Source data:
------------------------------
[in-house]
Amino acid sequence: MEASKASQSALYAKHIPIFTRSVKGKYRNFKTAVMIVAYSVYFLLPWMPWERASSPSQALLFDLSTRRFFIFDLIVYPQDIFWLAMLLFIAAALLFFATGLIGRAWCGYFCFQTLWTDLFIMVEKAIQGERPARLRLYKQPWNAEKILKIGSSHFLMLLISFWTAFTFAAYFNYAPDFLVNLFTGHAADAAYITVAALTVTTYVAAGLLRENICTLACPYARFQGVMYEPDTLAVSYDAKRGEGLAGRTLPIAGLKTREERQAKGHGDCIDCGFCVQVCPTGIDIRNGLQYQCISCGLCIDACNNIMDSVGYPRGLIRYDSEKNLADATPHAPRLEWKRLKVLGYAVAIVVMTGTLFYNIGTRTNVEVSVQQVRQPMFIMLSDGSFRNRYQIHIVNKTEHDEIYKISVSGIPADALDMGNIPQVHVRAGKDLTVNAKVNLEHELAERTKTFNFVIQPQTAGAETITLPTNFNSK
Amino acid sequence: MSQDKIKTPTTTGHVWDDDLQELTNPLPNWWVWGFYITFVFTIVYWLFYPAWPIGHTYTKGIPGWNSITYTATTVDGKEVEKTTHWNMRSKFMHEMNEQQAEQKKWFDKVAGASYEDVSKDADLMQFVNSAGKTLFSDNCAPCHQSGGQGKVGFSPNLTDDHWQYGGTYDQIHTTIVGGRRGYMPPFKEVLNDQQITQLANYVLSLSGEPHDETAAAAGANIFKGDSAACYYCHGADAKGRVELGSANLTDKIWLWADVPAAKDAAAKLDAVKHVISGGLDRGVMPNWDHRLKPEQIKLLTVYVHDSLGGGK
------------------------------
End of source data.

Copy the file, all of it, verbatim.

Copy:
[in-house]
Amino acid sequence: MEASKASQSALYAKHIPIFTRSVKGKYRNFKTAVMIVAYSVYFLLPWMPWERASSPSQALLFDLSTRRFFIFDLIVYPQDIFWLAMLLFIAAALLFFATGLIGRAWCGYFCFQTLWTDLFIMVEKAIQGERPARLRLYKQPWNAEKILKIGSSHFLMLLISFWTAFTFAAYFNYAPDFLVNLFTGHAADAAYITVAALTVTTYVAAGLLRENICTLACPYARFQGVMYEPDTLAVSYDAKRGEGLAGRTLPIAGLKTREERQAKGHGDCIDCGFCVQVCPTGIDIRNGLQYQCISCGLCIDACNNIMDSVGYPRGLIRYDSEKNLADATPHAPRLEWKRLKVLGYAVAIVVMTGTLFYNIGTRTNVEVSVQQVRQPMFIMLSDGSFRNRYQIHIVNKTEHDEIYKISVSGIPADALDMGNIPQVHVRAGKDLTVNAKVNLEHELAERTKTFNFVIQPQTAGAETITLPTNFNSK
Amino acid sequence: MSQDKIKTPTTTGHVWDDDLQELTNPLPNWWVWGFYITFVFTIVYWLFYPAWPIGHTYTKGIPGWNSITYTATTVDGKEVEKTTHWNMRSKFMHEMNEQQAEQKKWFDKVAGASYEDVSKDADLMQFVNSAGKTLFSDNCAPCHQSGGQGKVGFSPNLTDDHWQYGGTYDQIHTTIVGGRRGYMPPFKEVLNDQQITQLANYVLSLSGEPHDETAAAAGANIFKGDSAACYYCHGADAKGRVELGSANLTDKIWLWADVPAAKDAAAKLDAVKHVISGGLDRGVMPNWDHRLKPEQIKLLTVYVHDSLGGGK